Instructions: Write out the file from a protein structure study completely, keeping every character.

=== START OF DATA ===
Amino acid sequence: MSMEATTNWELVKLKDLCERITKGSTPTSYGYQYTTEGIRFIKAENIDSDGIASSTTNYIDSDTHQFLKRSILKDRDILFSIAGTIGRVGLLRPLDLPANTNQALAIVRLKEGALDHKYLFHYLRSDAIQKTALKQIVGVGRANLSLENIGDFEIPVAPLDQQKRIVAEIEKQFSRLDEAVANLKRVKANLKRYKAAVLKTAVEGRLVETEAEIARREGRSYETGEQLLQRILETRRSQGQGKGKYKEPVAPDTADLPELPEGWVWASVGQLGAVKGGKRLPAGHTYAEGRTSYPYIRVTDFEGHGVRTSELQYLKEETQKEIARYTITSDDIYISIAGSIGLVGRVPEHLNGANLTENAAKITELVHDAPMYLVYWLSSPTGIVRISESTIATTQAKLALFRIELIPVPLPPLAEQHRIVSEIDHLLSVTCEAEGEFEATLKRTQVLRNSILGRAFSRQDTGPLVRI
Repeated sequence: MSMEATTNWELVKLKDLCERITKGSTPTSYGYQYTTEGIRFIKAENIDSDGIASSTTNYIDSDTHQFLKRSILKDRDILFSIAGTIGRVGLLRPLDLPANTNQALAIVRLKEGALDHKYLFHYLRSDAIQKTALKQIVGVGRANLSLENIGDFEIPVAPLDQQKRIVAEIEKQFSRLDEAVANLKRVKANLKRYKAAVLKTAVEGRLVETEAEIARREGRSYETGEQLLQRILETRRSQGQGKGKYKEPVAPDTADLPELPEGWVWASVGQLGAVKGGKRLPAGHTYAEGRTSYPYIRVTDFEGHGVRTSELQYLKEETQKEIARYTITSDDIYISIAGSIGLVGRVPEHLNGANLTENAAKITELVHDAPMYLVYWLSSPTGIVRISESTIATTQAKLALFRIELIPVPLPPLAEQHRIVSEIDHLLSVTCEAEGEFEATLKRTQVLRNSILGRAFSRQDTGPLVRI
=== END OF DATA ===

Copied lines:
Amino acid sequence: MSMEATTNWELVKLKDLCERITKGSTPTSYGYQYTTEGIRFIKAENIDSDGIASSTTNYIDSDTHQFLKRSILKDRDILFSIAGTIGRVGLLRPLDLPANTNQALAIVRLKEGALDHKYLFHYLRSDAIQKTALKQIVGVGRANLSLENIGDFEIPVAPLDQQKRIVAEIEKQFSRLDEAVANLKRVKANLKRYKAAVLKTAVEGRLVETEAEIARREGRSYETGEQLLQRILETRRSQGQGKGKYKEPVAPDTADLPELPEGWVWASVGQLGAVKGGKRLPAGHTYAEGRTSYPYIRVTDFEGHGVRTSELQYLKEETQKEIARYTITSDDIYISIAGSIGLVGRVPEHLNGANLTENAAKITELVHDAPMYLVYWLSSPTGIVRISESTIATTQAKLALFRIELIPVPLPPLAEQHRIVSEIDHLLSVTCEAEGEFEATLKRTQVLRNSILGRAFSRQDTGPLVRI
Repeated sequence: MSMEATTNWELVKLKDLCERITKGSTPTSYGYQYTTEGIRFIKAENIDSDGIASSTTNYIDSDTHQFLKRSILKDRDILFSIAGTIGRVGLLRPLDLPANTNQALAIVRLKEGALDHKYLFHYLRSDAIQKTALKQIVGVGRANLSLENIGDFEIPVAPLDQQKRIVAEIEKQFSRLDEAVANLKRVKANLKRYKAAVLKTAVEGRLVETEAEIARREGRSYETGEQLLQRILETRRSQGQGKGKYKEPVAPDTADLPELPEGWVWASVGQLGAVKGGKRLPAGHTYAEGRTSYPYIRVTDFEGHGVRTSELQYLKEETQKEIARYTITSDDIYISIAGSIGLVGRVPEHLNGANLTENAAKITELVHDAPMYLVYWLSSPTGIVRISESTIATTQAKLALFRIELIPVPLPPLAEQHRIVSEIDHLLSVTCEAEGEFEATLKRTQVLRNSILGRAFSRQDTGPLVRI